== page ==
Pricilla stroked my head. “Varinius is not simple-minded. He is good with numbers and counts grape yields with speed and accuracy.”
“True words, but who will manage father’s estate after I wed Faustinus?”
“Do not concern yourself. In less than a year you belong to another man and will be busy with wifely duties!”
I sighed and clutched her hand. The cool water felt refreshing on this hot day.
Pricilla shared gossip to pass the time until I emerged from the first bath. As water ran down my legs to puddle at my feet, Pricilla wrapped a sun-warmed towel around me.
I proceeded to the second bath. The warm pool was my favorite.
With my head resting on a pillow, body floating in peaceful suspension, fanciful visions of nuptial ceremonies hastened the sun across an afternoon sky.
I imagined donning the orange veil and saffron-colored wrap. I dreamt of my joy when signing the marriage contract and sacrificing a goat.
I looked forward to the sacred customs. Aunt Diana assured me that as the nuptials drew near, the rituals would be revealed. I already knew a few. Married women relatives would stand by my side demonstrating the proper method for smearing the doorpost with oil. They would also confirm the number of times I touched the hearth.
I hoped to be as blessed in marriage as Aunt Diana. Her husband, Amando, only ten years older, doted upon her, lavishing her with jewels, costly trinkets, and exotic perfumes.
When mother died, my aunt came to Father’s rescue, assuming the motherly role, for father’s vineyards kept him far too occupied to bother with maternal responsibilities.
Aunt Diana made sure we performed all the rites of passage, observed religious holidays, attended festivals, found tutors, and threw parties. She hosted a great banquet for Varinius to mark his entry as full Roman citizen. She even accompanied father to the Hall of Records for the official enrollment.
Try as she might, Diana could not find a suitable wife for my brother. Word of his odd behavior and personality made securing an aristocratic wife unlikely.
After emerging from a long soak, another slave oiled, massaged, and scraped my skin. A relaxing immersion in the hot pool completed my ablutions.
The remainder of the afternoon was spent preparing for the dinner party.
“You are dreamy-eyed.” Pricilla dried my waist-length hair with an absorbent cloth.
“My dreams come true tonight.”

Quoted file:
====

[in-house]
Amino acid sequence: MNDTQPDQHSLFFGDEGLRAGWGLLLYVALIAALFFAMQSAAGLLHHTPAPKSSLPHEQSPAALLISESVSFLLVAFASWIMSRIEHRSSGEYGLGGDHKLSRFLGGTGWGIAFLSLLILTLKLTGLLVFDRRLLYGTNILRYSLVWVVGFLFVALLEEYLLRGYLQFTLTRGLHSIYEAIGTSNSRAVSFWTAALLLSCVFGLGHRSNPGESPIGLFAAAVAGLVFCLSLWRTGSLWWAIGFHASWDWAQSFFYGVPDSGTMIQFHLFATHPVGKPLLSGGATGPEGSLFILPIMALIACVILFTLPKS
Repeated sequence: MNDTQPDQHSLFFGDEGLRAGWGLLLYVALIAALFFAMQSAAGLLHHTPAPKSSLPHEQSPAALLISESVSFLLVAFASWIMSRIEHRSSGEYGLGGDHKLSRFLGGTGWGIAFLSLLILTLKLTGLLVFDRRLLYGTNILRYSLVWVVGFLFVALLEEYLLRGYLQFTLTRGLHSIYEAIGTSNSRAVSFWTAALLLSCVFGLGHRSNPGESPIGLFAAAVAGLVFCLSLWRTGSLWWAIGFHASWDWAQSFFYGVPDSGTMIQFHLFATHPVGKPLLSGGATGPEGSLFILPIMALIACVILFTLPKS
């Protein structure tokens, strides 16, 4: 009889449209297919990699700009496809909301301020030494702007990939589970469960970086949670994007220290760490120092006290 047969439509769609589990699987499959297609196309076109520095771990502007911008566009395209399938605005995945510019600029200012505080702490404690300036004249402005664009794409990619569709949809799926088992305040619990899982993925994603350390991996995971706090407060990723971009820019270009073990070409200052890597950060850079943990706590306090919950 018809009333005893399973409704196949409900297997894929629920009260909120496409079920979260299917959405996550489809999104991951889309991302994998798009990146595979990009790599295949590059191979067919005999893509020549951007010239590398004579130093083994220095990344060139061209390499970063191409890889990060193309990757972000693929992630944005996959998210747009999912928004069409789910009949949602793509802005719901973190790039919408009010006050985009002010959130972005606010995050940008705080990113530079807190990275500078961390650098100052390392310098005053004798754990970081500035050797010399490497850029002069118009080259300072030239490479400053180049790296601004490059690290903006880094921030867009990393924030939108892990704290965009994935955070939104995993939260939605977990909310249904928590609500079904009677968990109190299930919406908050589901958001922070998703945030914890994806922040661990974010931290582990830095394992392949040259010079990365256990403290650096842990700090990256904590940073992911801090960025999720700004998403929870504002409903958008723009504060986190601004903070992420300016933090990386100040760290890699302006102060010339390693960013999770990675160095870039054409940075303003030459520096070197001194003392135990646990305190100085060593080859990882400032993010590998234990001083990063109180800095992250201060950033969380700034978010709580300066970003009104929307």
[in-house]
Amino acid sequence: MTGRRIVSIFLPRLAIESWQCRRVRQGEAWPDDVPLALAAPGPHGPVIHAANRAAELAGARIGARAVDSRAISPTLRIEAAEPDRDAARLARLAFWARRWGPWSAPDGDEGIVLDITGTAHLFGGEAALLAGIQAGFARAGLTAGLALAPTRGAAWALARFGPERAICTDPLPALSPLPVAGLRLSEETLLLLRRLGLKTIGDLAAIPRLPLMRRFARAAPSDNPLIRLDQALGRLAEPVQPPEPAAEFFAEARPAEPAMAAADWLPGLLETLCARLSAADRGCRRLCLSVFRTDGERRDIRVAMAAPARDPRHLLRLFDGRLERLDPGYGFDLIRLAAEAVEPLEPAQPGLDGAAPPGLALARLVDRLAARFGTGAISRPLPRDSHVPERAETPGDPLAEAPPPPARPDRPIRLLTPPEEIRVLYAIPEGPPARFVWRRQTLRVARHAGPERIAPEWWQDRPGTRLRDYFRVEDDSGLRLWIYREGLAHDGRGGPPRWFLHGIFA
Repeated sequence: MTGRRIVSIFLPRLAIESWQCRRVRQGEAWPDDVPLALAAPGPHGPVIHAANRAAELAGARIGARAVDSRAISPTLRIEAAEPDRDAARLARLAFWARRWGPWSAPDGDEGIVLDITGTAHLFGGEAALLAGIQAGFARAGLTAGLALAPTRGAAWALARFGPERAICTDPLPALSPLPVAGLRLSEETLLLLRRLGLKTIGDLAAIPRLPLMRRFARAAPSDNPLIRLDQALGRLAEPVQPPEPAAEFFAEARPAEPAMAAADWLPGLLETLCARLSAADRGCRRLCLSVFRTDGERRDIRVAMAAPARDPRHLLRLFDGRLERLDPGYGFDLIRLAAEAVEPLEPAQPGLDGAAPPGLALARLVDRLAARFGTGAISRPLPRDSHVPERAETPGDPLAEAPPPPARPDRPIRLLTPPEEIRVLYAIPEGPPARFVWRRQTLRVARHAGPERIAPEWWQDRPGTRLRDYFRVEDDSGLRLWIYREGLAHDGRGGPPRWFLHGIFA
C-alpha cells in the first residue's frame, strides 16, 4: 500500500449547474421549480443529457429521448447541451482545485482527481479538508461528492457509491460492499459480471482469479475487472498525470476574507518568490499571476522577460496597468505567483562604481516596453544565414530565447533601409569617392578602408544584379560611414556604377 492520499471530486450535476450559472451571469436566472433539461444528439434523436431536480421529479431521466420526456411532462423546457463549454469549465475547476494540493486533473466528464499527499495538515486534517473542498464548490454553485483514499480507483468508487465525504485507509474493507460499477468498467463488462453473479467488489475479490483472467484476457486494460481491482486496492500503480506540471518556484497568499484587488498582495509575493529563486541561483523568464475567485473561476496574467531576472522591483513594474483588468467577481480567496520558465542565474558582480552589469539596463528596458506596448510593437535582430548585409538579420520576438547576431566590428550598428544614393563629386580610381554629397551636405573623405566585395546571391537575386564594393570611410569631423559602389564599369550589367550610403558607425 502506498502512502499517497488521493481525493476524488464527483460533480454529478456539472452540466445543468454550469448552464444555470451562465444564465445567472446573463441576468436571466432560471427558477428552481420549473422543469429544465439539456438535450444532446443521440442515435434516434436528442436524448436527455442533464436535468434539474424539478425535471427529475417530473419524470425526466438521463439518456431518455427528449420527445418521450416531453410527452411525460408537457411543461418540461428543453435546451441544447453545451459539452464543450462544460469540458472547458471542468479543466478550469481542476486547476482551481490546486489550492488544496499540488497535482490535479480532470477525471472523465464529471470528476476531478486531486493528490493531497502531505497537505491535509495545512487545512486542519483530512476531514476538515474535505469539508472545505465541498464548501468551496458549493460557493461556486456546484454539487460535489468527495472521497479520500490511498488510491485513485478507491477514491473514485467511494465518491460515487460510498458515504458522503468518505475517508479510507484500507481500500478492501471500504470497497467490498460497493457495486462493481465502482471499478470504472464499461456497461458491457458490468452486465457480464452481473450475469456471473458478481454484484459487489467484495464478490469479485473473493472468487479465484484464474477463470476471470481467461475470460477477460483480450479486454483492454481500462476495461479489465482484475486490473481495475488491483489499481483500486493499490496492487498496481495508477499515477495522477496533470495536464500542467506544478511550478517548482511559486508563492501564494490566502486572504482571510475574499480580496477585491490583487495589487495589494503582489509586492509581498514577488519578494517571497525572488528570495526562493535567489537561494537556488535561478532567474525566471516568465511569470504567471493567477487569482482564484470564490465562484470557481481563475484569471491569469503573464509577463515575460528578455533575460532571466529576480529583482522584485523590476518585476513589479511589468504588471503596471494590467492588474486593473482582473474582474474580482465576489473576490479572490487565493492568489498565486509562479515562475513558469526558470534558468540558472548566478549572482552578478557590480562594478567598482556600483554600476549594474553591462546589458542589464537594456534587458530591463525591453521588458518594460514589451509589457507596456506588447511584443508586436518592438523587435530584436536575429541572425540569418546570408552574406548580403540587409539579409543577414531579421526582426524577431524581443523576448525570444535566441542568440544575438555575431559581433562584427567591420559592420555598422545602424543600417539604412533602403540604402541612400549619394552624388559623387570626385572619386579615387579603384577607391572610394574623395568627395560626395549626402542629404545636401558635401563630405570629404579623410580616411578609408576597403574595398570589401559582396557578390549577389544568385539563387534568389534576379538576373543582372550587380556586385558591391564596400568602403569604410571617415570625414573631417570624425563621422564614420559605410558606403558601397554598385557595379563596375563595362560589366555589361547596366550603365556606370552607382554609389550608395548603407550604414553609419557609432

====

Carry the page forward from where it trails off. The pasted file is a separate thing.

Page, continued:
“You deserve nothing less.”
She unsnarled my dark curls with an ivory comb and applied lavender oil to calm the unruly mane.
Pricilla braided strands of hair, coiling and weaving them into an elaborate style. “Which stola will you wear?” She secured the tendrils with a pearl-tipped pin.
“This is most becoming.” I pointed to a garment. The fine linen might keep me cool while dining but offered little relief against the heat of my fevered anticipation.
Pricilla draped the sea blue linen tunic over my shoulders. “A perfect choice for such an occasion.” She fussed with the pleats before securing jewel-encrusted broaches.
Pricilla wound a shimmering sash around my waist, then stepped back to view her handiwork.
“Lift your arms.” She tugged on the linen, pulling the material until its length no longer swept the floor. “Perfect.”
“Almost.” I selected pearls from a lion-footed chest, passing several lengthy strands to Pricilla to secure at my throat.
“Such an important dinner requires cosmetics.” Pricilla dabbed ochre-colored balm on lips and cheeks. “Be still.” Her steady hand drew the thinnest black line around my eyes. “No goddess is your equal this night, Locusta.”
She held a polished metal plate before me.
The face staring back appeared knowing and womanly. Coal-lined eyes blinked once. The make-up gave my features a depth and luster of one far more worldly. Rouged skin accentuated high cheekbones. Rosy lips beckoned for a stolen kiss. Would my mother approve of the young woman I had become?
Mother had died in this villa, her third child’s entrance into the world soaked in blood. Father said the midwife could not stop the scarlet flow. That was eleven years ago. Camilla, my father claimed, was the very vision of his wife. Fair-haired and ivory-skinned, radiant features matching a lighthearted personality. She was yielding and amenable. The opposite of me in both temperament and appearance.